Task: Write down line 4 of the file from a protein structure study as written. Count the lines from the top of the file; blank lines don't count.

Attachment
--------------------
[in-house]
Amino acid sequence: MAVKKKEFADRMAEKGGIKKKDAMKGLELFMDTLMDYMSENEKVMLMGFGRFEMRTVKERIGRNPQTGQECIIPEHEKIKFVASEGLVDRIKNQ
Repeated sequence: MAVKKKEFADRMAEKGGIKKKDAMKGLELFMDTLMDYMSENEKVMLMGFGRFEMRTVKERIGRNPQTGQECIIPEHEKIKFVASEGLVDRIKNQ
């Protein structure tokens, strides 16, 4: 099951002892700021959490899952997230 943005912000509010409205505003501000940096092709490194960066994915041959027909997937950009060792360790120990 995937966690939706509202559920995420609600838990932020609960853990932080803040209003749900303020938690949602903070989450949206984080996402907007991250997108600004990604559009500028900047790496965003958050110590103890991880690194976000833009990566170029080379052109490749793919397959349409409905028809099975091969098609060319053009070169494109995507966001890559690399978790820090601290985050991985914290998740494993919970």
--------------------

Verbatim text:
């Protein structure tokens, strides 16, 4: 099951002892700021959490899952997230 943005912000509010409205505003501000940096092709490194960066994915041959027909997937950009060792360790120990 995937966690939706509202559920995420609600838990932020609960853990932080803040209003749900303020938690949602903070989450949206984080996402907007991250997108600004990604559009500028900047790496965003958050110590103890991880690194976000833009990566170029080379052109490749793919397959349409409905028809099975091969098609060319053009070169494109995507966001890559690399978790820090601290985050991985914290998740494993919970």